Crispus Attucks High School
Crispus Attucks High School was built in 1927 as the city of Indianapolis’ first and only African American high school. Despite protests from the Better Indianapolis League (a civic organization of progressive black citizens), the school board approved the construction of the school on a site on West Street (currently Dr. Martin Luther King, Jr. Street) near Indiana Avenue. Original plans called for the school to be named Thomas Jefferson High School but, after several petitions, the name was changed to honor Crispus Attucks, a man of African and Native American descent, and the first victim of the 1770 Boston Massacre.
Enrollment at the school started at 1,345 in 1927 and by 1934 had exceeded 2,000. Several additions were completed as the number of students grew. After all, this single school had to serve all of the African American students for the entire city. In 1949, school segregation was outlawed in Indiana, but Crispus Attucks remained almost exclusively African American until busing began in the 1970s to achieve racially integrated schooling. In the 1980s, Crispus Attucks High School was converted into a junior high school and continues to function as such today. In 1986, the local school board created the Crispus Attucks Museum to house artifacts from the high school and to recognize the accomplishments of African Americans at the local, state, national, and international level. The Museum is housed within the school but is a separate institution.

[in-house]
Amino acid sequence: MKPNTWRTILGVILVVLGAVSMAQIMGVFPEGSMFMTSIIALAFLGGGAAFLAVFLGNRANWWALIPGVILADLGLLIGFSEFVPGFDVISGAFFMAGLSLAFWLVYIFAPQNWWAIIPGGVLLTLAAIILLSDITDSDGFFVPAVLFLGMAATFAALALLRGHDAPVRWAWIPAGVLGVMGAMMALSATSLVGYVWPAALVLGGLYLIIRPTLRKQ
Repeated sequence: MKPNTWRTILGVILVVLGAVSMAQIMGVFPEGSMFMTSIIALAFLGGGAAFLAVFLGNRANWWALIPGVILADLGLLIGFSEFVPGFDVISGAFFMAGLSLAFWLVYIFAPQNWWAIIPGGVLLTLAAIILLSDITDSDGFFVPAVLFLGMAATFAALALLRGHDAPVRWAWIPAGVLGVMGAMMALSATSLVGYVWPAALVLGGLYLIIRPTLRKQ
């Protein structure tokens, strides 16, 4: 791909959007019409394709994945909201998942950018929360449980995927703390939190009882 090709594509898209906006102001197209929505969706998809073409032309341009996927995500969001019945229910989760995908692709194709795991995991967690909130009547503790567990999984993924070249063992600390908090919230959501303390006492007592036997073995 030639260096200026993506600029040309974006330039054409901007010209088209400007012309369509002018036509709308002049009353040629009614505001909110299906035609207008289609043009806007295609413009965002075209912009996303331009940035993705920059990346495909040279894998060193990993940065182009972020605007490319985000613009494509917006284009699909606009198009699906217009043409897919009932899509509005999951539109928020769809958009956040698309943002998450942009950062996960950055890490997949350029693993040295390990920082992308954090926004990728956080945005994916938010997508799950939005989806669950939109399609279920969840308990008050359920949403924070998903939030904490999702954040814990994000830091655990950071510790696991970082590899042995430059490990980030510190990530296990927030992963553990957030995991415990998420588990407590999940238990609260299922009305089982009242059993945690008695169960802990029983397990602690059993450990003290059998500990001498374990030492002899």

To learn more about the school’s legendary basketball team, make sure to check out the entry on The Crispus Attucks High School Tigers here on Discover Indiana!